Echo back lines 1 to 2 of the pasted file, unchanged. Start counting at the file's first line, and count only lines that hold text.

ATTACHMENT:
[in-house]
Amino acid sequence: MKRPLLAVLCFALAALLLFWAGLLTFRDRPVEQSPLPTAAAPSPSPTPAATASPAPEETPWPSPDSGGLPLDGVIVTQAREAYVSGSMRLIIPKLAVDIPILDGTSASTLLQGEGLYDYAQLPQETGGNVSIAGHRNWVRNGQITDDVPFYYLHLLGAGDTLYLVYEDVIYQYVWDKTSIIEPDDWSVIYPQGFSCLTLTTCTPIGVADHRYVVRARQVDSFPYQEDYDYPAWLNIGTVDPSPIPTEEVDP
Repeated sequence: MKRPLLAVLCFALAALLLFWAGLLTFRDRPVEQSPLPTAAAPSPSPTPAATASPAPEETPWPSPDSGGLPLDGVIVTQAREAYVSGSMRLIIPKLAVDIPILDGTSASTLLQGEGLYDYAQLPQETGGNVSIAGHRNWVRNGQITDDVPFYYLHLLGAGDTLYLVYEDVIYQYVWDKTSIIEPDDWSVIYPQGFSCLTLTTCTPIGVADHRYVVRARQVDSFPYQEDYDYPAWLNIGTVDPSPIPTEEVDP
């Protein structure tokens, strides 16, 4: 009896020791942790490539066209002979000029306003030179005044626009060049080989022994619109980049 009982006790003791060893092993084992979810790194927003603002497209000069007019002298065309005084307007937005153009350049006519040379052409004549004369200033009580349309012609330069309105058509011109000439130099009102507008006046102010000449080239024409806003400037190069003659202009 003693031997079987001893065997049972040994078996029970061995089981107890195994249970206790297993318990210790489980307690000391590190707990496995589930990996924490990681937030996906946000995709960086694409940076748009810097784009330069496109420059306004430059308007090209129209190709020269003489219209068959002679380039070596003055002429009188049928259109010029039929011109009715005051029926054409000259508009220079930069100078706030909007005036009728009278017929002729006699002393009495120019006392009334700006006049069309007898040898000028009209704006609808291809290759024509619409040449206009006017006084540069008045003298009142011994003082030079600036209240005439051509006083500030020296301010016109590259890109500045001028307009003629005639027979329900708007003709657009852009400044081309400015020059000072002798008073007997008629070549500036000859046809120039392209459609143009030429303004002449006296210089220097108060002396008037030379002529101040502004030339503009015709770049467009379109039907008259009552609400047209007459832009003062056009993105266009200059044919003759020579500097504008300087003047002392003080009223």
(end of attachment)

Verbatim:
[in-house]
Amino acid sequence: MKRPLLAVLCFALAALLLFWAGLLTFRDRPVEQSPLPTAAAPSPSPTPAATASPAPEETPWPSPDSGGLPLDGVIVTQAREAYVSGSMRLIIPKLAVDIPILDGTSASTLLQGEGLYDYAQLPQETGGNVSIAGHRNWVRNGQITDDVPFYYLHLLGAGDTLYLVYEDVIYQYVWDKTSIIEPDDWSVIYPQGFSCLTLTTCTPIGVADHRYVVRARQVDSFPYQEDYDYPAWLNIGTVDPSPIPTEEVDP